The Total Height listed for the waterfall represents the difference in elevation from the top of the uppermost drop, to the bottom of the lowermost drop of the waterfall, including all stretches of interstitial stream in between. Stream between two tiers of a waterfall is counted in its overall height regardless of whether or not that section of the stream would be legitimately considered a waterfall on its own right, were it to be isolated. Waterfalls with only one drop will of have the height of only the single drop listed here.

Tallest Drop

The Tallest Drop figure represents the height of the largest single drop within a multi-stepped waterfall. Waterfalls with only one drop will have the total height of the waterfall repeated here.

Num of Drops

The Number of Drops in a waterfall is a tally of the total number of distinct drops which make up the waterfall. Stretches of interstitial stream in between two or more distinct drops of a single waterfall are NOT considered to be distinct drops of the waterfall unless the section of stream in question would otherwise qualify as a waterfall were it to be isolated.

Avg Width

The Average Width of the waterfall represents the breadth of the waterfall from bank to bank under typical flow conditions, or if the waterfall has been Cataloged, under the conditions which it was most thoroughly surveyed. Often this number will be approximated because of a lack of approachability to many waterfalls. We often utilize Google Earth to measure the width (where imagery is of sufficient quality and resolution to allow it.

Maximum Width

Maximum Width represents a hypothetical measurement of roughly how wide a waterfall could get during peak streamflow or flood conditions. For smaller waterfalls, this figure will generally not differ much from the Average Width measurement, but for broader waterfalls - especially those that feature a crest that isn't constricted - this figure can at times be consideraby larger. Like the Average Width measurement, this measurement will take into account the difference in width at the top and bottom of the waterfall as much as possible, but will often be made based on the width of the crest of th falls alone.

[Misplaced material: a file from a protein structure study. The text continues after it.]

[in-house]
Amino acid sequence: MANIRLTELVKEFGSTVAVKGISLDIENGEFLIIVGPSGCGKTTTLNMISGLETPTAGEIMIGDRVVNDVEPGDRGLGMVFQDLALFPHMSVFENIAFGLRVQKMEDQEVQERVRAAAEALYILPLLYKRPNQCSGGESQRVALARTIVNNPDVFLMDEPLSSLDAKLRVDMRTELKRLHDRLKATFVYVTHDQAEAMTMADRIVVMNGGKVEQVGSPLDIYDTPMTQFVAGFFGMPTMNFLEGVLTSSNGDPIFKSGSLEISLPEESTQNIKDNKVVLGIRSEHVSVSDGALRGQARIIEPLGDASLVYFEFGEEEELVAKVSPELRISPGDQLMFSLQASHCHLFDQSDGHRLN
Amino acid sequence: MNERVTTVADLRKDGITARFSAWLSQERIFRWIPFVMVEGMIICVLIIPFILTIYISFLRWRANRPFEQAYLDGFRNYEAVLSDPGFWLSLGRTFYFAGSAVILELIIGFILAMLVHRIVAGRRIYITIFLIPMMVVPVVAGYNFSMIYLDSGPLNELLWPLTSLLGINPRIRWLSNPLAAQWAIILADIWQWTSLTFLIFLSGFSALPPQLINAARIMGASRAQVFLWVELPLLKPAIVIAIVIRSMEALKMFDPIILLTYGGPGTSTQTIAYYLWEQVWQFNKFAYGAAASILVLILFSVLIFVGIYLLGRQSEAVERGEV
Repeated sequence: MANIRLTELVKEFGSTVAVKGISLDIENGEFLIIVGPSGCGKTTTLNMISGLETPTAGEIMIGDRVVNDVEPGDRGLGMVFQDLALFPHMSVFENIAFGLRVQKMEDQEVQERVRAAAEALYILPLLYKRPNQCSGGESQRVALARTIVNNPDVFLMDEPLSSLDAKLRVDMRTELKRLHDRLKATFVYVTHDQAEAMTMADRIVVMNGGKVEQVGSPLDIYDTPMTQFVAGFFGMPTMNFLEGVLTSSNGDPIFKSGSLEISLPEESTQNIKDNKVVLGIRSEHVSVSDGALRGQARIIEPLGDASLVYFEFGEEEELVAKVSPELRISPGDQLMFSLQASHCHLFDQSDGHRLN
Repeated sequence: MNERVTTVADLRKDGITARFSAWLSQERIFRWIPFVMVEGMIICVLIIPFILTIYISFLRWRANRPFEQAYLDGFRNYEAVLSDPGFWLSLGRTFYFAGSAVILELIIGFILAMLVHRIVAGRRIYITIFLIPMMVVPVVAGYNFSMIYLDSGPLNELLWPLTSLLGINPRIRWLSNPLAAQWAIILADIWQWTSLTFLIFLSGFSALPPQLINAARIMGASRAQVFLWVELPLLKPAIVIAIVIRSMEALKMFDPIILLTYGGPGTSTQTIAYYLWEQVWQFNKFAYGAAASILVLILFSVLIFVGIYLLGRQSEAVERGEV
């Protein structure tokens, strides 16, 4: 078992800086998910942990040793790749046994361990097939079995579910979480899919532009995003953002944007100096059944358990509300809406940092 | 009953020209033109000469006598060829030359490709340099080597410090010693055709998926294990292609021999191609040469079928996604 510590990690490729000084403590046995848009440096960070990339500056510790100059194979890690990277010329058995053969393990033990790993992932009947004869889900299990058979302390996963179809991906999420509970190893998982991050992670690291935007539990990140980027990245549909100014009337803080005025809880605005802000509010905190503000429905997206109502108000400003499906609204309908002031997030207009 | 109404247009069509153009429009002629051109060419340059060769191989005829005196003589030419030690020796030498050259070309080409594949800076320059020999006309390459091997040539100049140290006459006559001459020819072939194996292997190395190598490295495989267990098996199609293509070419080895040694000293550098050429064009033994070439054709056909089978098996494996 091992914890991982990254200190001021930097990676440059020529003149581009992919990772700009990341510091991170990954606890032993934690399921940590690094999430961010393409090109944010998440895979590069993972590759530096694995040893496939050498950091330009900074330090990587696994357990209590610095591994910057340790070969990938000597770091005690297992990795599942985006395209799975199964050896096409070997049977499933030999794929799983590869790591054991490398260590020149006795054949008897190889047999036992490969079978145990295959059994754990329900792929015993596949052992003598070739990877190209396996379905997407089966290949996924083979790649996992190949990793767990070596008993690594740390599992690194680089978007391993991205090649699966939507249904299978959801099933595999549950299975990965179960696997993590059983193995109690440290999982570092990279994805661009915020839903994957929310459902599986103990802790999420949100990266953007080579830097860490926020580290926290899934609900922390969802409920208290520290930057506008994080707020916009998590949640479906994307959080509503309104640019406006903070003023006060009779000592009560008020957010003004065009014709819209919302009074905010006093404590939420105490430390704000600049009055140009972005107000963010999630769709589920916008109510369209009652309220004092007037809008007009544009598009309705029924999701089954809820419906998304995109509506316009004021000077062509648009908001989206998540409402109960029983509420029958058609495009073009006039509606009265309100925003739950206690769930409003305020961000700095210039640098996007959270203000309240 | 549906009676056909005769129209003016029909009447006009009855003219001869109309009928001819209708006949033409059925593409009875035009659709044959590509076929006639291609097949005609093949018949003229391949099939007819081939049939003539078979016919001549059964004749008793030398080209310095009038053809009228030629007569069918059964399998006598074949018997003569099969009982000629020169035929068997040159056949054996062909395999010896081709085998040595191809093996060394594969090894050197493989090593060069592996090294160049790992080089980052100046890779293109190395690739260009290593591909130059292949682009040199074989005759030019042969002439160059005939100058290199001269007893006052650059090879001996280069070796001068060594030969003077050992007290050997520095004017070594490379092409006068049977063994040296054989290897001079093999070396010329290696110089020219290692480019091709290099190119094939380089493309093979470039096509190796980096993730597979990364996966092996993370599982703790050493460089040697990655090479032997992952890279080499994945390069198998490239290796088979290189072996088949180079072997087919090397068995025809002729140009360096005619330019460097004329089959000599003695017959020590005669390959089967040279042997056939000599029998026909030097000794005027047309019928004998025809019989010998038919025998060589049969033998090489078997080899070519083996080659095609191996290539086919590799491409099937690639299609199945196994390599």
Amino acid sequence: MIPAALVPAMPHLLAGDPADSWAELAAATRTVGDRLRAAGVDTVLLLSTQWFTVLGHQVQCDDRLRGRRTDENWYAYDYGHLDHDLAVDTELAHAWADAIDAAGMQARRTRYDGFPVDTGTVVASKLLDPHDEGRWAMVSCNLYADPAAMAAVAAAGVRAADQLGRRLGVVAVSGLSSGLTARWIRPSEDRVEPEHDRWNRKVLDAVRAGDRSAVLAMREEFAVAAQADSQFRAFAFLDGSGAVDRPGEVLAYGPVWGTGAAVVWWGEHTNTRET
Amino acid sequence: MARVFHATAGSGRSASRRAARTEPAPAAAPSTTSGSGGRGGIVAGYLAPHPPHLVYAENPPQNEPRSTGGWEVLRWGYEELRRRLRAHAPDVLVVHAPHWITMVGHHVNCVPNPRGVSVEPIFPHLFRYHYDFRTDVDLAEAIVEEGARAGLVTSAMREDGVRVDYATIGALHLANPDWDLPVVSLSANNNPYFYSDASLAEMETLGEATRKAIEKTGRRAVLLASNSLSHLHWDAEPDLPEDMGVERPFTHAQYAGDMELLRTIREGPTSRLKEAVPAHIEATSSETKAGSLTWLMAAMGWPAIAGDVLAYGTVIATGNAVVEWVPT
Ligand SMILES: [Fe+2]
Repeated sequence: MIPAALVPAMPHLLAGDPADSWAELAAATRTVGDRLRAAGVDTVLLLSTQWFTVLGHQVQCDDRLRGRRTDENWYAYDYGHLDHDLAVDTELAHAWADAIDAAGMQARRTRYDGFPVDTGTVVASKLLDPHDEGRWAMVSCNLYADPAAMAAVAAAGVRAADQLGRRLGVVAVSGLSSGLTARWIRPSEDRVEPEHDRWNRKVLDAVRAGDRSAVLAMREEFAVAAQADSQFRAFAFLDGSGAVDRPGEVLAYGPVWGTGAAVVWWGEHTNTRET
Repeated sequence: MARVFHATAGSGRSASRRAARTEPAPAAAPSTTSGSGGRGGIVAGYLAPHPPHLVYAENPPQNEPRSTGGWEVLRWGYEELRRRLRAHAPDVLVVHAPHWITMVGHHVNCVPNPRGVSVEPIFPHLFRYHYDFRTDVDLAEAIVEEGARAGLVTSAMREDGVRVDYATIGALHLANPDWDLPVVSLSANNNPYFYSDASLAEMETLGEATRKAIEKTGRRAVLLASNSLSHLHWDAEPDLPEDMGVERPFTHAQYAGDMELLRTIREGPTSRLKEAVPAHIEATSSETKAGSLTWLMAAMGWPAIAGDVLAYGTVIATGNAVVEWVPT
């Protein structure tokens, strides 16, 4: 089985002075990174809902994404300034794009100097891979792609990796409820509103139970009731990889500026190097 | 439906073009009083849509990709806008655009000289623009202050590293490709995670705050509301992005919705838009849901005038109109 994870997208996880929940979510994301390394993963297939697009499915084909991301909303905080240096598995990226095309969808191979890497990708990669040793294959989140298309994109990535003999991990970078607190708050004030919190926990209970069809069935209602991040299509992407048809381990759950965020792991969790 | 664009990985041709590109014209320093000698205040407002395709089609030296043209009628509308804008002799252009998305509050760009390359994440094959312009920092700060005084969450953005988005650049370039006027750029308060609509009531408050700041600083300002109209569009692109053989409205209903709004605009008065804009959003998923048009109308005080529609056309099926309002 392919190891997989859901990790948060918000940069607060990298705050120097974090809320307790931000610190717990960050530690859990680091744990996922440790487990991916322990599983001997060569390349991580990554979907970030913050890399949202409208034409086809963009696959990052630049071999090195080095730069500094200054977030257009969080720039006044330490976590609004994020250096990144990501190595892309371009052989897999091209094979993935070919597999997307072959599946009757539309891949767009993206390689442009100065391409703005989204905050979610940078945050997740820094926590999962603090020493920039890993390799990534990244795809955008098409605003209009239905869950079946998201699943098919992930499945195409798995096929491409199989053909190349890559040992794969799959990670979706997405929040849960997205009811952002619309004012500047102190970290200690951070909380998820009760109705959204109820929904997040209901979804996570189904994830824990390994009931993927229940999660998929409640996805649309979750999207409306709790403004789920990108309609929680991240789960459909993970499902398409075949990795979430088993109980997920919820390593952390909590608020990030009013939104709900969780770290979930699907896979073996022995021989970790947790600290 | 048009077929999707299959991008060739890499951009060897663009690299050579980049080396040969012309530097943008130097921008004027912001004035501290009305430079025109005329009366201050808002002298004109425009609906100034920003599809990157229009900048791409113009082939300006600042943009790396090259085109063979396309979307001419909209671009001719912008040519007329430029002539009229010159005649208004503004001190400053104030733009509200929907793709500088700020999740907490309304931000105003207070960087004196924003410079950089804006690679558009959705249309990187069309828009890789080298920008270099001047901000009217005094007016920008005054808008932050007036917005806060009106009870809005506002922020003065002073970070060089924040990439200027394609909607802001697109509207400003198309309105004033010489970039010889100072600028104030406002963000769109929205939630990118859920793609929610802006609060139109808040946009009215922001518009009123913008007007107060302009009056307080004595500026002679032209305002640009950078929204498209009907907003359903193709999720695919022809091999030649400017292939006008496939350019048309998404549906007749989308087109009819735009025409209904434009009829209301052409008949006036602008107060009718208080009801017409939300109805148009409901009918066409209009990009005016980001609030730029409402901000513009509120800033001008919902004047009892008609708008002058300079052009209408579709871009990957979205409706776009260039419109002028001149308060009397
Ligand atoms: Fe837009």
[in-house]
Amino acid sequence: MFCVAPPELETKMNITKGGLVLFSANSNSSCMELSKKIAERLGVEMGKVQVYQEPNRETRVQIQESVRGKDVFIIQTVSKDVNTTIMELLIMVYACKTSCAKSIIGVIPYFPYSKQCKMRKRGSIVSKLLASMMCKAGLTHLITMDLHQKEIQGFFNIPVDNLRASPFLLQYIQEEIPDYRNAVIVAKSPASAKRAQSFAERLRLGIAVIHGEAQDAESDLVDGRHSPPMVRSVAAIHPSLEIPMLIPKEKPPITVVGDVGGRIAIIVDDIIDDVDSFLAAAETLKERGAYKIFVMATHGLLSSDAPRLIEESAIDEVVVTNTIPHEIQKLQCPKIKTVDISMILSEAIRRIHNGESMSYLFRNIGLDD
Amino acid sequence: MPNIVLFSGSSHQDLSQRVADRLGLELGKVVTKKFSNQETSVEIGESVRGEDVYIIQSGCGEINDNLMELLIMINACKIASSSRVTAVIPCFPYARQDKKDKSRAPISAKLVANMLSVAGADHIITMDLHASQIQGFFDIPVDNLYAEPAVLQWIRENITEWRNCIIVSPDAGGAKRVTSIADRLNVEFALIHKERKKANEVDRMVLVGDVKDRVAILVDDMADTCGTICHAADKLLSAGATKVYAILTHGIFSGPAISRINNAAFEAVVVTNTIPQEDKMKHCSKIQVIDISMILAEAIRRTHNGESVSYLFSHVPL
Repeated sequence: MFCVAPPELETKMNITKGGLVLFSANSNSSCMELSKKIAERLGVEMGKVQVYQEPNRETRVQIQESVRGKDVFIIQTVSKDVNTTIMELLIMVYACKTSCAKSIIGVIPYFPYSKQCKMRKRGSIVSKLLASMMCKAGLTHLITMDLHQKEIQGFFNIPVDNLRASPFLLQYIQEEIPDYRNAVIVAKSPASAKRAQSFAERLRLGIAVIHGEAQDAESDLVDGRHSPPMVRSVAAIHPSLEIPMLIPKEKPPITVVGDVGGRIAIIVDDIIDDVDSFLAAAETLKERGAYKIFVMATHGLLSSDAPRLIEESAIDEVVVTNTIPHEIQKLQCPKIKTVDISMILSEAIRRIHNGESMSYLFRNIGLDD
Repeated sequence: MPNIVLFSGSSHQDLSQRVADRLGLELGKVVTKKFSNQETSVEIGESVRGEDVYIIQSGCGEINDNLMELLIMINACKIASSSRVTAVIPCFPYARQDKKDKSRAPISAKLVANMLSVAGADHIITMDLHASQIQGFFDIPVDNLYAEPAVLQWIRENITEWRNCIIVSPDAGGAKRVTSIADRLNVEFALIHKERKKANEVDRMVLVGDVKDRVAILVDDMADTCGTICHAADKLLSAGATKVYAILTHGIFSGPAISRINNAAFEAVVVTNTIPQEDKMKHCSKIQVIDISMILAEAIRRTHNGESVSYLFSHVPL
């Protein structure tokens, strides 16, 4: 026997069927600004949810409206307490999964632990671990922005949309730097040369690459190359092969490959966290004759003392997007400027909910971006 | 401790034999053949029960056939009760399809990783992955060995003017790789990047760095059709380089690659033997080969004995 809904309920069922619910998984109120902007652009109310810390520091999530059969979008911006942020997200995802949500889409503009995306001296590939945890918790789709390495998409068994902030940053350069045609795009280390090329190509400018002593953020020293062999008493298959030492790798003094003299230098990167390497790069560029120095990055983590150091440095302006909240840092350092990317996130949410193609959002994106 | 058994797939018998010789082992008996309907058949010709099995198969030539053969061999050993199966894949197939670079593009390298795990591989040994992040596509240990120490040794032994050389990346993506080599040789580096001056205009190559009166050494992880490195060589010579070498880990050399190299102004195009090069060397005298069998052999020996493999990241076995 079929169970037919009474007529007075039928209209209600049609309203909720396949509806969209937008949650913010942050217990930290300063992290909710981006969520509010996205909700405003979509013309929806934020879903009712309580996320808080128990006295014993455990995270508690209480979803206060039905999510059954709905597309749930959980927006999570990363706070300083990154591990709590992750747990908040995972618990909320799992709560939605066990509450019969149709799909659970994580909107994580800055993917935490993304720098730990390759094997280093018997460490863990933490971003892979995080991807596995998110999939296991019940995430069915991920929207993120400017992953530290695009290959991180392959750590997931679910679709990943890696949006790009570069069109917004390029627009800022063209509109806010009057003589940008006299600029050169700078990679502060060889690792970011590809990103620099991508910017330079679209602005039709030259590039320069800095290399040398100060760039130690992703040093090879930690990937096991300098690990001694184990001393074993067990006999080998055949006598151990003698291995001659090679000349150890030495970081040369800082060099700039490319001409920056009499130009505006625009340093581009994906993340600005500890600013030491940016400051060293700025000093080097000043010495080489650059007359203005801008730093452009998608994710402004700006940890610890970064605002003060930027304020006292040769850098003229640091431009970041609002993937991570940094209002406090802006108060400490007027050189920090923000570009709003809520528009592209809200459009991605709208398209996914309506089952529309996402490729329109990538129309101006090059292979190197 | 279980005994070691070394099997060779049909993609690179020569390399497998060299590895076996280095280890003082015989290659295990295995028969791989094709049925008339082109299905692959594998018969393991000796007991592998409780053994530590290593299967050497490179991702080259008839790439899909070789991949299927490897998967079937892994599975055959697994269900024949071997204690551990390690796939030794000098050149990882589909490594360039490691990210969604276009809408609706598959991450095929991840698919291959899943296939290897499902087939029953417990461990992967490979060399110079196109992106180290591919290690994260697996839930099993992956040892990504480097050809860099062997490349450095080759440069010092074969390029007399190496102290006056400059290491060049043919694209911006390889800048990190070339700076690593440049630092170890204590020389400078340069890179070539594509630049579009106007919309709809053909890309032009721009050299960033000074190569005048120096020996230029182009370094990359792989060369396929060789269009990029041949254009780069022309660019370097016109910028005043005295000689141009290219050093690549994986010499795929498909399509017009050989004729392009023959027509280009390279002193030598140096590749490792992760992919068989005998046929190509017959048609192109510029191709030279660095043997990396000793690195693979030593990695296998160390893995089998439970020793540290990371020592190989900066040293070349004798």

Pitch

The Pitch of a waterfall is an estimated - often very roughly - measure of the average slope or steepness of a waterfall. The Pitch figure only takes into account sections of stream which are actively falling. Pools or stretches of level stream in between two or more successive drops of the falls will not factor in this figure. As an example, a waterfall which features two truly free-falling leaps separated by several dozen yards of flat stream will have a Pitch of 90 degrees. Similarly, a waterfall with two drops separated by a pool, one with a true free-falling drop, and one with a Horsetail type fall will average the two, so while the Plunging drop has a Pitch of 90 degrees, if the Horsetail drop has a Pitch of 45 degrees, the total Pitch will be roughly 67 degrees.

Run

The Run of a waterfall is a measurement representing the total linear distance on the ground between the top and bottom of a waterfall. This figure is not often easy to establish with a high degree of precision and as such will often be estimated. Waterfalls with a longer Run will usually either be less steep, often cascading type waterfalls, or will feature multiple steps separated by shorter stretches of a more gradual gradient streambed.

Form

The system of classification of waterfall forms we use is a heavily modified derivative of the classifications outlined by Greg Plumb in his "Waterfall Lover's Guide to the Pacific Northwest" books. While plumb uses eight distnct forms, we wanted further granularity and opted to break down the hierarchy twofold: first based on the overall pitch of the waterfall, and then based on what shape the fall takes as it makes its descent. There are five primary Categories of falls in this system: Plunge, Horsetail, Steep Cascades, Shallow Cascades, and Rapids. Additional deliniation is then applied depending on characteristics such as the breadth of the falls, whether it splits into two or more channels, whether it falls in multiple successive drops, etc. For more information on our waterfall form classifications, see the Help page.

Watershed

The watershed which a waterfall occurs within, if it is specified, will be based on the ultimate distributary watercourse to the ocean. For example, Washington's Palouse Falls occurs along the Palouse River - which is a tributary to the Snake River, which is itself a tributary to the Columbia River, which ultimately enters the Pacific Ocean, so Palouse Falls would then fall within the Columbia River watershed. Streams which empty directly into the ocean, or into a minor basin which then empties to the ocean will often have this field left blank.

Stream